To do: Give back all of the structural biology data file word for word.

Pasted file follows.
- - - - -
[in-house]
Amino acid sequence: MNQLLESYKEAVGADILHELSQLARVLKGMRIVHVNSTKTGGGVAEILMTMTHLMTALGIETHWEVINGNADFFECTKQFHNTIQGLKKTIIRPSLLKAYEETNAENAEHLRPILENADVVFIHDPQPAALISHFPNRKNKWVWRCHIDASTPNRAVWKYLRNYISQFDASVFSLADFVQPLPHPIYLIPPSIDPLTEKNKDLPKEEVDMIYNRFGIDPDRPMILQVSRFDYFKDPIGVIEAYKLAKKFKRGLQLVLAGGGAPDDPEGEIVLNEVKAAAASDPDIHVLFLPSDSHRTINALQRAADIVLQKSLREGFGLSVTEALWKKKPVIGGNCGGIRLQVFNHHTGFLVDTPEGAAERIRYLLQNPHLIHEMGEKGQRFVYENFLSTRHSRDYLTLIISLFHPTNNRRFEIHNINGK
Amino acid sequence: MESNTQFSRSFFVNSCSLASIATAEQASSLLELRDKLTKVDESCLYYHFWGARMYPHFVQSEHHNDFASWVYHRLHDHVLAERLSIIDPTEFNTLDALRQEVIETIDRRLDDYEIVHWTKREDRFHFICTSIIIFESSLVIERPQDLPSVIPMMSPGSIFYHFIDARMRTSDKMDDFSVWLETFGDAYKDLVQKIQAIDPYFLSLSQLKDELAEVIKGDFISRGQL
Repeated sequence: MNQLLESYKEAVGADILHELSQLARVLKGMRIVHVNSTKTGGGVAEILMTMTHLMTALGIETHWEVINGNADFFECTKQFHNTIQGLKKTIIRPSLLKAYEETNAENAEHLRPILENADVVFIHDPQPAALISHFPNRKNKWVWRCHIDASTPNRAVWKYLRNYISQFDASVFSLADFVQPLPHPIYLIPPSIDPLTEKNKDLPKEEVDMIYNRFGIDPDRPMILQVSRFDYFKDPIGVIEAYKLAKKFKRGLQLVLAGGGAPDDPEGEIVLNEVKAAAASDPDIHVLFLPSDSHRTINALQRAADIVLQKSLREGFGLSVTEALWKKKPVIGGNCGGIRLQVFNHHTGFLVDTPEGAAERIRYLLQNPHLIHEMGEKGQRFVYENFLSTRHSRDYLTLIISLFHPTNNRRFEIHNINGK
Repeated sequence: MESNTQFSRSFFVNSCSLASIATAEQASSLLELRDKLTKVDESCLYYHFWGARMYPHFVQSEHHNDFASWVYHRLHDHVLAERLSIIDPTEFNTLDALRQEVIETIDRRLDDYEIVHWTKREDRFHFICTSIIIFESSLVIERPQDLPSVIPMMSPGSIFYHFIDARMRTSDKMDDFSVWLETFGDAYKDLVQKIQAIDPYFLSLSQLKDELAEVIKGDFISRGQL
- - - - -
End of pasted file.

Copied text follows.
[in-house]
Amino acid sequence: MNQLLESYKEAVGADILHELSQLARVLKGMRIVHVNSTKTGGGVAEILMTMTHLMTALGIETHWEVINGNADFFECTKQFHNTIQGLKKTIIRPSLLKAYEETNAENAEHLRPILENADVVFIHDPQPAALISHFPNRKNKWVWRCHIDASTPNRAVWKYLRNYISQFDASVFSLADFVQPLPHPIYLIPPSIDPLTEKNKDLPKEEVDMIYNRFGIDPDRPMILQVSRFDYFKDPIGVIEAYKLAKKFKRGLQLVLAGGGAPDDPEGEIVLNEVKAAAASDPDIHVLFLPSDSHRTINALQRAADIVLQKSLREGFGLSVTEALWKKKPVIGGNCGGIRLQVFNHHTGFLVDTPEGAAERIRYLLQNPHLIHEMGEKGQRFVYENFLSTRHSRDYLTLIISLFHPTNNRRFEIHNINGK
Amino acid sequence: MESNTQFSRSFFVNSCSLASIATAEQASSLLELRDKLTKVDESCLYYHFWGARMYPHFVQSEHHNDFASWVYHRLHDHVLAERLSIIDPTEFNTLDALRQEVIETIDRRLDDYEIVHWTKREDRFHFICTSIIIFESSLVIERPQDLPSVIPMMSPGSIFYHFIDARMRTSDKMDDFSVWLETFGDAYKDLVQKIQAIDPYFLSLSQLKDELAEVIKGDFISRGQL
Repeated sequence: MNQLLESYKEAVGADILHELSQLARVLKGMRIVHVNSTKTGGGVAEILMTMTHLMTALGIETHWEVINGNADFFECTKQFHNTIQGLKKTIIRPSLLKAYEETNAENAEHLRPILENADVVFIHDPQPAALISHFPNRKNKWVWRCHIDASTPNRAVWKYLRNYISQFDASVFSLADFVQPLPHPIYLIPPSIDPLTEKNKDLPKEEVDMIYNRFGIDPDRPMILQVSRFDYFKDPIGVIEAYKLAKKFKRGLQLVLAGGGAPDDPEGEIVLNEVKAAAASDPDIHVLFLPSDSHRTINALQRAADIVLQKSLREGFGLSVTEALWKKKPVIGGNCGGIRLQVFNHHTGFLVDTPEGAAERIRYLLQNPHLIHEMGEKGQRFVYENFLSTRHSRDYLTLIISLFHPTNNRRFEIHNINGK
Repeated sequence: MESNTQFSRSFFVNSCSLASIATAEQASSLLELRDKLTKVDESCLYYHFWGARMYPHFVQSEHHNDFASWVYHRLHDHVLAERLSIIDPTEFNTLDALRQEVIETIDRRLDDYEIVHWTKREDRFHFICTSIIIFESSLVIERPQDLPSVIPMMSPGSIFYHFIDARMRTSDKMDDFSVWLETFGDAYKDLVQKIQAIDPYFLSLSQLKDELAEVIKGDFISRGQL